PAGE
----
Ivy Baker Priest
|Ivy Baker Priest|
|30th Treasurer of the United States|
28 January 1953 – 29 January 1961
|Preceded by||Georgia Neese Clark|
|Succeeded by||Elizabeth Rudel Smith|
|Born||7 September 1905
|Died||23 June 1975|
|Resting place||Wasatch Lawn Memorial Park
|Religion||The Church of Jesus Christ of Latter-day Saints (Mormon)|
Priest ran for Congress in Utah on the Republican ticket in 1934 and 1950, losing both times. However, she became nationally known by serving as Treasurer of the United States under President Dwight D. Eisenhower from January 28, 1953 to January 29, 1961, at which time her signature appeared on all U.S. currency. She was later elected as a Republican to the office of California State Treasurer, serving two terms from 1967 until her death in 1975.
On 7 December 1935 in Salt Lake City, Utah, she was married to Roy Fletcher Priest. He was born on 3 January 1884 and died on 11 June 1959 in Arlington, Virginia. He was buried in the Wasatch Lawn Memorial Park Cemetery, Salt Lake City, Utah.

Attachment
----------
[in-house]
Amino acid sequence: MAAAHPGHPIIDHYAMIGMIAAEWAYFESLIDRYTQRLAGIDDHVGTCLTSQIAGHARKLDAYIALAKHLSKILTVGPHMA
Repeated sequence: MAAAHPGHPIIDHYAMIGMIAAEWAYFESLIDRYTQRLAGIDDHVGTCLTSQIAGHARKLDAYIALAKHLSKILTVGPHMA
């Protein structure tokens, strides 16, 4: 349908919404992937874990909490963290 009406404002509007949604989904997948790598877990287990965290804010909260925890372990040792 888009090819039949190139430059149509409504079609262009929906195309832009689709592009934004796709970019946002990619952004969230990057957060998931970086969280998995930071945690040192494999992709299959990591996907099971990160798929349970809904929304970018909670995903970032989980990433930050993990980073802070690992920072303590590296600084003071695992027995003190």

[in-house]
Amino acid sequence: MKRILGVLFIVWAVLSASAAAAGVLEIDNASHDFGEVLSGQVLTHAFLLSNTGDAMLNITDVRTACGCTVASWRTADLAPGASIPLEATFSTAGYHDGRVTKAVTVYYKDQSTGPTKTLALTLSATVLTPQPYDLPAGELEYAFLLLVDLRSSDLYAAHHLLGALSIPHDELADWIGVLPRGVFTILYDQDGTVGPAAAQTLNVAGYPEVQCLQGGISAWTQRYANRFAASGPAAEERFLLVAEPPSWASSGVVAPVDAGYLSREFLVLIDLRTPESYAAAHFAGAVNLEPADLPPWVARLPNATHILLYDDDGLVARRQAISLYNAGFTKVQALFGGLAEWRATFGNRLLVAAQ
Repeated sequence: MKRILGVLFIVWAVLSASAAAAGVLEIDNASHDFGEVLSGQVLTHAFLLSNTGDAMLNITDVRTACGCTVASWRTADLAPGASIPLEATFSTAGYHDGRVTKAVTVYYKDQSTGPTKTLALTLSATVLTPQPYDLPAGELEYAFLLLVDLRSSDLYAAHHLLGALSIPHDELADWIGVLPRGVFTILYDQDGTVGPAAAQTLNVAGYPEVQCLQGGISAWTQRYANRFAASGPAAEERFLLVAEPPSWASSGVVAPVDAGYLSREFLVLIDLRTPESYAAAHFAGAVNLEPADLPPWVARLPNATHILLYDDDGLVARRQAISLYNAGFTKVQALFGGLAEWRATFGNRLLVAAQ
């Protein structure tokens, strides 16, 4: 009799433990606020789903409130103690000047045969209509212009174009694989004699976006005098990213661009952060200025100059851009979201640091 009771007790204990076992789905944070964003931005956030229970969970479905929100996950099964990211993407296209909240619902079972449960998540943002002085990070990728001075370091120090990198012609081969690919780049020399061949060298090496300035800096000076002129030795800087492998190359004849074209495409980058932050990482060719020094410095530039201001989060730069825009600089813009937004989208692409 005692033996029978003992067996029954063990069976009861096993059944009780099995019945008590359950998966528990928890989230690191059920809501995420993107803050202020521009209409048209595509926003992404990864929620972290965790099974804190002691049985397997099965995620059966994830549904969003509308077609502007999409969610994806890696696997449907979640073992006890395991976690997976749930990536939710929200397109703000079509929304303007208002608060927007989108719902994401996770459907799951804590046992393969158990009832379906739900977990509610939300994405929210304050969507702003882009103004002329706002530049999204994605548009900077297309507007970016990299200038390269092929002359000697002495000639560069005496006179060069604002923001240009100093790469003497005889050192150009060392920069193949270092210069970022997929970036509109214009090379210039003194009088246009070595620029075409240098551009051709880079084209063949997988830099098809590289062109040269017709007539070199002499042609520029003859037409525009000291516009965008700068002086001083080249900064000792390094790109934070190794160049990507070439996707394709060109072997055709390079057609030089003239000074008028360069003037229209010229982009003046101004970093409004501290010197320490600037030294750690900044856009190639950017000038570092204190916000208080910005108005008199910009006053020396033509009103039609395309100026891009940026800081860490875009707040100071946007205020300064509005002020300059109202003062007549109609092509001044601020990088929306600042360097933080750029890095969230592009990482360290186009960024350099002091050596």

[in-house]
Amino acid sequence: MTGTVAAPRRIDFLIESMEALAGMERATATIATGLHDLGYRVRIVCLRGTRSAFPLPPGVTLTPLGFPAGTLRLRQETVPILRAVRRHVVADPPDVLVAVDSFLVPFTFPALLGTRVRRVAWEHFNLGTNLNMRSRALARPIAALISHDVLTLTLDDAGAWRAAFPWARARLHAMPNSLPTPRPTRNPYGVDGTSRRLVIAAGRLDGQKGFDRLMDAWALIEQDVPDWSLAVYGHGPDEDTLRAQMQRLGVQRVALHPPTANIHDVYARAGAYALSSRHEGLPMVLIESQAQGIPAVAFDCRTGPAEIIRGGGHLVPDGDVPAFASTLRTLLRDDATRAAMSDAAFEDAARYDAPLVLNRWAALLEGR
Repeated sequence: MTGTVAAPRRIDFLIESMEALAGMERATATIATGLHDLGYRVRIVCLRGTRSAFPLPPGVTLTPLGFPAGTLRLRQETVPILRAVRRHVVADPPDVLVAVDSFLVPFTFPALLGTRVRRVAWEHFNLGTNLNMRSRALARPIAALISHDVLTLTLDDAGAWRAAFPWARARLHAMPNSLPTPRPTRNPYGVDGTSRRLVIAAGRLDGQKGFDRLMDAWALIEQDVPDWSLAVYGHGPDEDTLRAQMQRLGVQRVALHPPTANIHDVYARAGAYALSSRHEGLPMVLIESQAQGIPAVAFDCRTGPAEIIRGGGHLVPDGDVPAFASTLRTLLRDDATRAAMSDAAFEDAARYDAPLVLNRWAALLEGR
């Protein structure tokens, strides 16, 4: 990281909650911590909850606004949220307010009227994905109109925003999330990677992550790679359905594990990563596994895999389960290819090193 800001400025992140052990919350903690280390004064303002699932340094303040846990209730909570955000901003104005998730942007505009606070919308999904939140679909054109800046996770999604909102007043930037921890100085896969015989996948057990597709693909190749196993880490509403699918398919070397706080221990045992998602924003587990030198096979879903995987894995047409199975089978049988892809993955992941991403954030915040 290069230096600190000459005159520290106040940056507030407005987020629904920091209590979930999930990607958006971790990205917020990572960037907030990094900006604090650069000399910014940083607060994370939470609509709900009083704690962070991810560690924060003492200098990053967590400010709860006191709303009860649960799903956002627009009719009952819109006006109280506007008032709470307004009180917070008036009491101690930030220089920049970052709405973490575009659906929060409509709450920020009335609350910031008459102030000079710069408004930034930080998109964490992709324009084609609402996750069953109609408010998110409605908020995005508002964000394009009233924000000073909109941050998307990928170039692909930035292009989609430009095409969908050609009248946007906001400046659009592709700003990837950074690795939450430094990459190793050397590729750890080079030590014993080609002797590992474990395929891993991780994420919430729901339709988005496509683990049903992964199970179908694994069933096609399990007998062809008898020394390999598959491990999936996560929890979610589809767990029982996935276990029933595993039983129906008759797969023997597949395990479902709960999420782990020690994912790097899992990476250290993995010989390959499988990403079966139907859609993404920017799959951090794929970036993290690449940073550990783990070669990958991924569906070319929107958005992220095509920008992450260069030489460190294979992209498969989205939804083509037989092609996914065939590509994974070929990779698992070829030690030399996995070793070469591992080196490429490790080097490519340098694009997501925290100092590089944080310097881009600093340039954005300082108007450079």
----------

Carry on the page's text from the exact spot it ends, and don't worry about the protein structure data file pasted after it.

On 20 June 1961 in Los Angeles, California, she was married to Sidney Stevens. His original surname was Silberman. He was born 3 November 1902 and was the son of Samuel and Ida (Blasberg) Silberman. He died on 2 March 1972 and was buried in the Wasatch Lawn Memorial Park Cemetery, Salt Lake City, Utah.
She died in Los Angeles, California, and was buried in the Wasatch Lawn Memorial Park Cemetery, Salt Lake City, Utah.
"We women don't care too much about getting our pictures on money as long as we can get our hands on it."
"We seldom stop to think how many people's lives are entwined with our own. It is a form of selfishness to imagine that every individual can operate on his own or can pull out of the general stream and not be missed."
"The World is round and the place which may seem like the end may also be the beginning."
“I'm often wrong, but never in doubt.”
- Ivy Baker Priest at Find a Grave
- A film clip "Longines Chronoscope with Ivy Baker Priest" is available for free download at the Internet Archive [more]